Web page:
Gaddafi must go

An unusually forthright statement by our Glorious Leaders:

it is impossible to imagine a future for Libya with Gaddafi in power. The International Criminal Court is rightly investigating the crimes committed against civilians and the grievous violations of international law. It is unthinkable that someone who has tried to massacre his own people can play a part in their future government. The brave citizens of those towns that have held out against forces that have been mercilessly targeting them would face a fearful vengeance if the world accepted such an arrangement. It would be an unconscionable betrayal. Furthermore, it would condemn Libya to being not only a pariah state, but a failed state too. Gaddafi has promised to carry out terrorist attacks against civilian ships and airliners. And because he has lost the consent of his people any deal that leaves him in power would lead to further chaos and lawlessness. We know from bitter experience what that would mean. Neither Europe, the region nor the world can afford a new safe haven for extremists. There is a pathway to peace that promises new hope for the people of Libya: a future without Gaddafi that preserves Libya’s integrity and sovereignty and restores her economy and the prosperity and security of her people. This needs to begin with a genuine end to violence, marked by deeds, not words. The regime has to pull back from the cities it is besieging, including Ajdabiya, Misrata and Zintan, and its forces return to their barracks. However, so long as Gaddafi is in power, Nato and its coalition partners must maintain their operations so that civilians remain protected and the pressure on the regime builds. Then a genuine transition from dictatorship to an inclusive constitutional process can really begin, led by a new generation of leaders.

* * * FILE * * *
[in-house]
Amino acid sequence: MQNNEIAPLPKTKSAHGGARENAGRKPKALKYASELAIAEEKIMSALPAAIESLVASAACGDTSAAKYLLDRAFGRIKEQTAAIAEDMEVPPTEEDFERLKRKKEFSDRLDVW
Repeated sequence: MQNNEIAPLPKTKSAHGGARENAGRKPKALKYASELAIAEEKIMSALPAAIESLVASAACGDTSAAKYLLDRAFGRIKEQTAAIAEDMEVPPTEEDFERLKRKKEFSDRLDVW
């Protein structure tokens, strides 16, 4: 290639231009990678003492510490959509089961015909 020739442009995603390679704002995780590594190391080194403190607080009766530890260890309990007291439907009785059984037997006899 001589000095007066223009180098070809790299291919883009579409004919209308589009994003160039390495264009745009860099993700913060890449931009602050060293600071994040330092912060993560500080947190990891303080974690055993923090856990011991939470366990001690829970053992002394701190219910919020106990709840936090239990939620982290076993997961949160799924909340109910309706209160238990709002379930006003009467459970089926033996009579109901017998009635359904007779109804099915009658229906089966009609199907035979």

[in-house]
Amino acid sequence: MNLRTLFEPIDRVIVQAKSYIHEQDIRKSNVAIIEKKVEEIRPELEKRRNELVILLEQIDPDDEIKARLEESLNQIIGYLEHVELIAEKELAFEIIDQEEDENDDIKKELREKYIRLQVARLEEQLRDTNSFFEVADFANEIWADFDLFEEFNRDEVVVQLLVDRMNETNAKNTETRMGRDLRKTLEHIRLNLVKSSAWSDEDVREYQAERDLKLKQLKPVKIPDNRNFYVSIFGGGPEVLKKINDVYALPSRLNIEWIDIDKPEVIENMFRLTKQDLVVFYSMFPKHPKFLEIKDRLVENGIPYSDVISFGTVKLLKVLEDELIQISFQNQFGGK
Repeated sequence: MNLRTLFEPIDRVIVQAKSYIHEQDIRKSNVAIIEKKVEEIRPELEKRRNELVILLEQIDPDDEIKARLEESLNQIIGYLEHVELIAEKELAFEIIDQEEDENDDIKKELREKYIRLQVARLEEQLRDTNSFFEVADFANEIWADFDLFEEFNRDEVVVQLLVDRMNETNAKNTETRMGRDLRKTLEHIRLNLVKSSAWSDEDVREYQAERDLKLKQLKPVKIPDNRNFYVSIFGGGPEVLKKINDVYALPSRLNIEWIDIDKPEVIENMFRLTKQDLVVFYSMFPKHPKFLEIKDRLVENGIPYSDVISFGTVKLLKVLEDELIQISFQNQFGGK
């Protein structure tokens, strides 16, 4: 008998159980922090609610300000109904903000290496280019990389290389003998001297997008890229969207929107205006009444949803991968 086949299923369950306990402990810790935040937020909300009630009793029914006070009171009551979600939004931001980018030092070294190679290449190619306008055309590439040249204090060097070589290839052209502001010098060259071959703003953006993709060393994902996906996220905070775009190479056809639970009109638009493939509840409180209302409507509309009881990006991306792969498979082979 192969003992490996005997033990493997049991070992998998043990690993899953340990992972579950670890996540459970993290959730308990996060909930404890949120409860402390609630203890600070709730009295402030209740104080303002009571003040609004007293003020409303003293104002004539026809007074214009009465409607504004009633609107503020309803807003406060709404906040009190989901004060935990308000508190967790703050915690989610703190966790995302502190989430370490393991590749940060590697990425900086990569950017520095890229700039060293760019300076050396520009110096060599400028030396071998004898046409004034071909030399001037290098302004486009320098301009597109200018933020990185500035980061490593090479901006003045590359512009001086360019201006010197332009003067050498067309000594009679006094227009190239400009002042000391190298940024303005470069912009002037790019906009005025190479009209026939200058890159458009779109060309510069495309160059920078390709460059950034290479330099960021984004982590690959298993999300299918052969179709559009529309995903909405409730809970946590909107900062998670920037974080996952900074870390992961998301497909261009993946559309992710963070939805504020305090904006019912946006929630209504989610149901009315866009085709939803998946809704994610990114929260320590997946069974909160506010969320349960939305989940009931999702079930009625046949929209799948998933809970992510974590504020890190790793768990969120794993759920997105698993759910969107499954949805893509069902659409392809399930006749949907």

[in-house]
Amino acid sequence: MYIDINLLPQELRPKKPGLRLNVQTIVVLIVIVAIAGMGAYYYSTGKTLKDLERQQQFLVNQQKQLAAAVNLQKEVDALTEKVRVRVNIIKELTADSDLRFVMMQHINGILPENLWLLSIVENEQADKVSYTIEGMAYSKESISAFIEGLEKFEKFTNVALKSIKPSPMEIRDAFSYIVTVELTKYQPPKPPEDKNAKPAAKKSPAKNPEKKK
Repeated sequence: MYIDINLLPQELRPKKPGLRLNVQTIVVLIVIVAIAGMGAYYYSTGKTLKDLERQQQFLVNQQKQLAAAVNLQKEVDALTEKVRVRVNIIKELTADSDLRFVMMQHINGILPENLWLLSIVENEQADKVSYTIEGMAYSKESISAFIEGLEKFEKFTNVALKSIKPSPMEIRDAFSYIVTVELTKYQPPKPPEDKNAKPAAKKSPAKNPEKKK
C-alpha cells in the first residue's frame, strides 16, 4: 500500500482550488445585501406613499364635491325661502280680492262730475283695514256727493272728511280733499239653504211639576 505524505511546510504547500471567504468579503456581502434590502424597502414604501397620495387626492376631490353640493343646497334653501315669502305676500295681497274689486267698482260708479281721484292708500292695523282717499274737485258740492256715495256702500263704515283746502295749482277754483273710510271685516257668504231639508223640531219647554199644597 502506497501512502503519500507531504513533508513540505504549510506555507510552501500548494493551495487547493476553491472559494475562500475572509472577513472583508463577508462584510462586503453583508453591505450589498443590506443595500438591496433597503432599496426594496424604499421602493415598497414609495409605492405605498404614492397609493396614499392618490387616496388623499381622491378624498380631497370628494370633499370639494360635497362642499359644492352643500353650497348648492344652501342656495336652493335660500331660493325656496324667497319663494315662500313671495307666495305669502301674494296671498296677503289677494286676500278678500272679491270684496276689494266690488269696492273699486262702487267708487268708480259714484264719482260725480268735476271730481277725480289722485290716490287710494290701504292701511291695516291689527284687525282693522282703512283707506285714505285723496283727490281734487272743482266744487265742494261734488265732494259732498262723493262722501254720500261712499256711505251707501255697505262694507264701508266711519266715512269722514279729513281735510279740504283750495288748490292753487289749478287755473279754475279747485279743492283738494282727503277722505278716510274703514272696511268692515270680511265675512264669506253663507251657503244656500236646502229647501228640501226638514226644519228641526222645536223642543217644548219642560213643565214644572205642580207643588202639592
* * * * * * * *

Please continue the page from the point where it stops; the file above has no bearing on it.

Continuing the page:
I still think that we fouled up rather badly by waiting so long to start, but we seem to be on about the right lines, though we could be more vigourous. It looks fairly stalemate-y on the ground at present, as far as can be judged from the sparse reports. And the rebels are pretty rubbish at actual organised fighting – they look more like Keystone cops, running forward until the first shot then running back just as fast. But that cannot last for too long, and we’ve now committed ourselves (or our leaders have, in our name, and I don’t see any serious opposition) to Gadaffi going. So I expect he will, messily.